Forty-five million Americans now owe a total of $1.7 trillion in federal and private student loans.
For many people, that debt is the biggest drag on their adult lives. It prevents them from buying a home or starting a family or investing in their future. They are stuck in a perpetual loop.
This crisis has led to calls to cancel all that debt and liberate an entire generation of Americans — something I instinctively support. But when you start to think about all the obstacles and trade-offs, you quickly realize how politically fraught such a proposal would be. Is there any way to do it fairly? What about the millions of people who spent decades paying down their loans? And what about the people who didn’t go to college because they didn’t want the debt — how would this land for them?
So I reached out to Astra Taylor, documentary filmmaker and author of the 2019 book Democracy May Not Exist, But We’ll Miss It When It’s Gone. Taylor has become a leading advocate for debt forgiveness, and she treats it as not just an economic problem but as a small-d democratic problem. We talk about why that is and how it shapes her argument.
If you’re looking for a snapshot of the wider debate around student debt cancellation, read this exhaustive essay by my Vox colleague Emily Stewart. Here I wanted to focus on the case for forgiving student debt and why Taylor argues it’s just one part of a much deeper struggle for a just society.
A lightly edited transcript of our conversation follows.
Your argument requires that we think of debt less as a financial instrument and more as a form of top-down power. How so?
People who are in debt have to worry about making that next payment. It’s a source of anxiety and stress. It changes your psychology. If you don’t make your payments on time, you’re penalized harshly. Your credit scores are trashed, and that limits your options in terms of being able to rent an apartment or secure a job. The stakes are enormously high. In some places, if you default on your student loans, your license can be taken away so you can’t even do your job.
All of this forces us to think very narrowly about education. When you’re enrolling in college, and you’re taking on a vast sum of debt, it changes the way you think about what you need to do. It makes you think about the need to get a return on investment. That’s the disciplining function. If you’re young and want to think about how best you can contribute to society, if you want some time to pursue your curiosities, you think, “Well, damn, I can’t do that because I have to be pragmatic and pay all this debt back.” This distorts the whole framework for education. You go to school knowing you have to take on a bunch of debt and you shape your education around the singular goal of being able to pay it back.
Ronald Reagan famously said that the state shouldn’t be in the business of subsidizing curiosity, so then the question is, “Well, what should the state be in the business of?” And right now, it’s in the business of lending to students so that they can then have a chance at social mobility. But that compact has totally broken down. That myth was sold to us for decades and it has collapsed.
You’re calling for “economic disobedience.” What does that mean?
I come from the tradition that sees social change as a struggle. It would be wonderful if we lived in a political reality where we just had to make the best arguments and propose rational policies. I think there’s a very persuasive argument for education as a public good, for health care as a public good. But that’s not the way politics works. It’s not actually just about persuasion and deliberation. It’s about power.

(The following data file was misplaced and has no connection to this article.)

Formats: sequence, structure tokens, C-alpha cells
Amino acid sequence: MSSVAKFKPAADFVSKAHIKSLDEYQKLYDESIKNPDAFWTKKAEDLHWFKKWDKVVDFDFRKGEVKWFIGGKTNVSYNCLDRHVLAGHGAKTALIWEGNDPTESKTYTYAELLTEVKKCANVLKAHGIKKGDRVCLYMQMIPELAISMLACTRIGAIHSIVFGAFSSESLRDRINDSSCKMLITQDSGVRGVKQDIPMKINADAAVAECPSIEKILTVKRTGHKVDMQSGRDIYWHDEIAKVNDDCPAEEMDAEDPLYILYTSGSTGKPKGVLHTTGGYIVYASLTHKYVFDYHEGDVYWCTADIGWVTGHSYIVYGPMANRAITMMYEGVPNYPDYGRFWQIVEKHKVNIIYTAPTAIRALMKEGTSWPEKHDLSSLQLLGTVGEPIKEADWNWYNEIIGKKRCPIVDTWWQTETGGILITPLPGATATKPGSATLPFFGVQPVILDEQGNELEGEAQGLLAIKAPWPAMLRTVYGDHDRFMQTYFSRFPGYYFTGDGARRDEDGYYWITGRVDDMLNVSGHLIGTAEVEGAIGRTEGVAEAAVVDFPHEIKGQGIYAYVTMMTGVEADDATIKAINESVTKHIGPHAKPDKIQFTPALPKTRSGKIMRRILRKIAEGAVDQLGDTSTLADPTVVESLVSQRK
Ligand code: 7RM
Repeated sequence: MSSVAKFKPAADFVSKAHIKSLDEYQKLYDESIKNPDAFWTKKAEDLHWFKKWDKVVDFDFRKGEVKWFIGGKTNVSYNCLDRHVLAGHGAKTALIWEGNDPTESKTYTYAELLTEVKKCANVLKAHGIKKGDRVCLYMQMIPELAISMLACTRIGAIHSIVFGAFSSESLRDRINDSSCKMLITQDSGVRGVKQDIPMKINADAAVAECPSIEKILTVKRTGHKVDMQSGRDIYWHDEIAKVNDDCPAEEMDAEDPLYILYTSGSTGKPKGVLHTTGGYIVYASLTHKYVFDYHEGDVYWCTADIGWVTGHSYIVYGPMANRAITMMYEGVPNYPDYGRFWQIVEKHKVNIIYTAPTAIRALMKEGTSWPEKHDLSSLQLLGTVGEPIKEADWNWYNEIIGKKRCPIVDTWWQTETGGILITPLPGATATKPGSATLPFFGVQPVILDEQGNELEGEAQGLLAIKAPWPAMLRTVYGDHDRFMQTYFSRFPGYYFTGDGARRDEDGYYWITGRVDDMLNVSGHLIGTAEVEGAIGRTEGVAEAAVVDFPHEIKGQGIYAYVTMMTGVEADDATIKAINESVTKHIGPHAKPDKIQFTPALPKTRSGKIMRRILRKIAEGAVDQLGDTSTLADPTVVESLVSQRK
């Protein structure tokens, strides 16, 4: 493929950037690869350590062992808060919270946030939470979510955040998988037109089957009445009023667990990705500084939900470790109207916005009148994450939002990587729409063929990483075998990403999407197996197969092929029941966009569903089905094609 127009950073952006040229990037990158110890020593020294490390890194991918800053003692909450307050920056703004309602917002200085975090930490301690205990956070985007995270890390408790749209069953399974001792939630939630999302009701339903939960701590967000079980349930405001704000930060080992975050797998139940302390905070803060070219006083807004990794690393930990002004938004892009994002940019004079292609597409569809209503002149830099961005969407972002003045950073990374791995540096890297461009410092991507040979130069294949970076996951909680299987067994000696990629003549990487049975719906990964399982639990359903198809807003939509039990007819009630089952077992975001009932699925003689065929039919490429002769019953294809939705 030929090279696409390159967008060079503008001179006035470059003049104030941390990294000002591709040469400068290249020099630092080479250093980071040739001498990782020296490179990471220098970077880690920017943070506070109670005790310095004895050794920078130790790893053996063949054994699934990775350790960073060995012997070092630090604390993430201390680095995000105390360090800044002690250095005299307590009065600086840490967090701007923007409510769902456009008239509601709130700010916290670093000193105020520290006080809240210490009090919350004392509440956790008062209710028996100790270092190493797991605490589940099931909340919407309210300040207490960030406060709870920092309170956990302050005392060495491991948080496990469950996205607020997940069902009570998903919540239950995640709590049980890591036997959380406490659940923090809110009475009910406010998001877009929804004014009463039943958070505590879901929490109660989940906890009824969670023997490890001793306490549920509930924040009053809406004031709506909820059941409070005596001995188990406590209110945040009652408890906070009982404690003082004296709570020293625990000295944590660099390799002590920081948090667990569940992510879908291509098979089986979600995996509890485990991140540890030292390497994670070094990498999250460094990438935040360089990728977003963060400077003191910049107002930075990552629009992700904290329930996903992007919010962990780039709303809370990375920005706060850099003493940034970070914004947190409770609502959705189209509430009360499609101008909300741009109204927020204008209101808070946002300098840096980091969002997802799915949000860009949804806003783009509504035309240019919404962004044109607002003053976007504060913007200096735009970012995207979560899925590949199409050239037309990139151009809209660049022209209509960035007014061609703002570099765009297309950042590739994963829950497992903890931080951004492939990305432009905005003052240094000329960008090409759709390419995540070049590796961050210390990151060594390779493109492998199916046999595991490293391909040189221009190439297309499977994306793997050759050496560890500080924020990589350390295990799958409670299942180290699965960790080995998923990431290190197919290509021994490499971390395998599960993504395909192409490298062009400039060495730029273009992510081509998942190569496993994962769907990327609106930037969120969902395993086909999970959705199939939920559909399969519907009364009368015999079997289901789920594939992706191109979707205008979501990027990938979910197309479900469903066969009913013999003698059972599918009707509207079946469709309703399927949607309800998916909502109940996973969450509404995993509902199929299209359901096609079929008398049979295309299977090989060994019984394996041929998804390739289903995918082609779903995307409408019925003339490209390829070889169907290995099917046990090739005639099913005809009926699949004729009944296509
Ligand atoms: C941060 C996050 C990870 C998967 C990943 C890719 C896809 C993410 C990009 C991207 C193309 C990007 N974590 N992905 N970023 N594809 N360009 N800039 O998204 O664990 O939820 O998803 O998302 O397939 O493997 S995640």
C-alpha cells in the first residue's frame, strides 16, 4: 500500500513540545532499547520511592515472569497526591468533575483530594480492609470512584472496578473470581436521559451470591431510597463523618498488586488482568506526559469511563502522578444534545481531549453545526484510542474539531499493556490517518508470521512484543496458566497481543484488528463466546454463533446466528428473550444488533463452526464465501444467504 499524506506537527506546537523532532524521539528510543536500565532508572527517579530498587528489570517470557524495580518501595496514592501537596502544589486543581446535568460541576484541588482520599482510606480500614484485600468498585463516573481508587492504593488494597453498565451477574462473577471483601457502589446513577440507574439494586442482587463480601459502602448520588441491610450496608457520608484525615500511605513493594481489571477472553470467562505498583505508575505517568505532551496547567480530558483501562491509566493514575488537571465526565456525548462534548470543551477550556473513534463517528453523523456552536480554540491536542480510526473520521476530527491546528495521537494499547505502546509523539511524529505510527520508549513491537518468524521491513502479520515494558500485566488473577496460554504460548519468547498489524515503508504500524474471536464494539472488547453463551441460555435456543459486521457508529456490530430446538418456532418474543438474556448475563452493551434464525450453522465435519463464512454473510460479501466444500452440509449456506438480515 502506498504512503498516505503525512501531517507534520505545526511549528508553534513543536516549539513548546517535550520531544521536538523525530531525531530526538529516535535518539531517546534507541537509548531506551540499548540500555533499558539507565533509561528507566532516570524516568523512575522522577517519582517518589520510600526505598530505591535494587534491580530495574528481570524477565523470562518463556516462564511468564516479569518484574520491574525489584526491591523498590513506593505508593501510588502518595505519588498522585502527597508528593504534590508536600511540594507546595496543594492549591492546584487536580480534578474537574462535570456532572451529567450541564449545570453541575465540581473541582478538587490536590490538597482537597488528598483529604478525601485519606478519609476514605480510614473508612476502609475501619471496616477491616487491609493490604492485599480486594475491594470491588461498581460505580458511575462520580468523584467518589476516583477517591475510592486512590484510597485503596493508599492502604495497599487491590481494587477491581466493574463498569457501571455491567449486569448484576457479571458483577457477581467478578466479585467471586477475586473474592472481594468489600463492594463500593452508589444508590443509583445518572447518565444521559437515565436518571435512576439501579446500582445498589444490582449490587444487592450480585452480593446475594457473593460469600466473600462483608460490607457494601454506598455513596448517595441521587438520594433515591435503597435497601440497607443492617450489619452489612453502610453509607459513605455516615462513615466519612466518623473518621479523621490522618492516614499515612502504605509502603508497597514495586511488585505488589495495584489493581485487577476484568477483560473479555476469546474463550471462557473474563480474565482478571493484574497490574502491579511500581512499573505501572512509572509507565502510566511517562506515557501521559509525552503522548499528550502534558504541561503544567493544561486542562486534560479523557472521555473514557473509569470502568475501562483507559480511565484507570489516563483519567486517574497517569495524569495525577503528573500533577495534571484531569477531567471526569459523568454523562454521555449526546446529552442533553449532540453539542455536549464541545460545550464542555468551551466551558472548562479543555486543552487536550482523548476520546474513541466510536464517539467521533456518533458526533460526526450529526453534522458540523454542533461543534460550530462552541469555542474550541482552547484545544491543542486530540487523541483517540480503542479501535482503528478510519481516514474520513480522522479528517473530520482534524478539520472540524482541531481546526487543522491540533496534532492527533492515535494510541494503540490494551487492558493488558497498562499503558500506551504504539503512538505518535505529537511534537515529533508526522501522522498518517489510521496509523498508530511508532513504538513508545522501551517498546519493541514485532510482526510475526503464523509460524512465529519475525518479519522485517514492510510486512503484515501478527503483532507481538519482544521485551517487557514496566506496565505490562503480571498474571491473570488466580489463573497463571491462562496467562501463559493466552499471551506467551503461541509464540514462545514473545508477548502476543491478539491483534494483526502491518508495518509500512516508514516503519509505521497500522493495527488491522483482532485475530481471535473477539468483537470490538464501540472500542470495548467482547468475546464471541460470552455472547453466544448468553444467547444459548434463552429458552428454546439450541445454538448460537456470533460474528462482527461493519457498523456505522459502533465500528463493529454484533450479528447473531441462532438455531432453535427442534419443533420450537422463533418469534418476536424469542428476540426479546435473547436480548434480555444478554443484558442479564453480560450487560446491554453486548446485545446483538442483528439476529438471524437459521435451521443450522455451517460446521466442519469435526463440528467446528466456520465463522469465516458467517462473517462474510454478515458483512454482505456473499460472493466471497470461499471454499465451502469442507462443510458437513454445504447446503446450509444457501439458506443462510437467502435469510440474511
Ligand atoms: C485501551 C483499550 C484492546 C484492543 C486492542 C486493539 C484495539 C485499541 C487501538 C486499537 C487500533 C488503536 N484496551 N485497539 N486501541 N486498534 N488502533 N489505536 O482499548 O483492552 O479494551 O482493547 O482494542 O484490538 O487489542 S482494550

Debt has become a disciplinary form of power. Over the last few decades, as debt has exploded, it has disempowered people. Every time we sign a lending contract, it feels like an individual act, but that obscures the fact that it’s part of a broader social and economic phenomenon. We tend to see poverty and debt as personal failings, but it’s really the product of failed policies.
We say in our book Can’t Pay, Won’t Pay that “The problem isn’t that we’re living beyond our means. We’re denied the means to live.” You’re in debt because your wages don’t cover your daily needs. You’re in debt because what you’re offered is student loans and not public education. The reason you have to put medical bills on your credit card is because there isn’t universal health care. So under these conditions, we think it’s justified for debtors to push back and to revolt. And so economic disobedience is a way of saying, “We have to push back, just like civil disobedience pushes back against immoral laws. Civil disobedience is about doing an accounting and saying, “This might be the law, but to enact my values, I might have to break it.”
Biden has suggested forgiving up to $10,000 of student loan debt per borrower, which would eliminate the burden for roughly a third of borrowers. That’s a good start, right?
That was Biden’s promise, and it’s important to acknowledge that he never would have promised anything if debtors hadn’t been organizing for the last 10 years around this. Because Joe Biden is someone who was in the opposite camp. He’s someone who famously pushed to eliminate what limited bankruptcy protections student borrowers had around private loans.
So Biden campaigned on the immediate cancellation of a minimum of $10,000. And that was for everyone, for any borrower, across the board. Then he also promised the cancellation of all undergraduate student debt for people who went to public colleges, HBCUs, and other things. But he hasn’t done these things. And he actually has the power to do it.
But $10,000 is woefully inadequate because the average Black borrower owes over $50,000 in debt four years after graduation [and that was 2016 data, so things have likely gotten worse]. The average student debtor graduates with around $30,000, and it goes up every year. So for a lot of people, many of whom have six figures [in debt], $10,000 is a drop in the bucket. It just won’t make a material difference in their lives. And I think the question of justice comes in when we say, “Well, what is just about leaving the rest of this debt?” And instead of accepting the burden of rationalizing eliminating it, I ask, “What’s the rationalization for leaving it there?”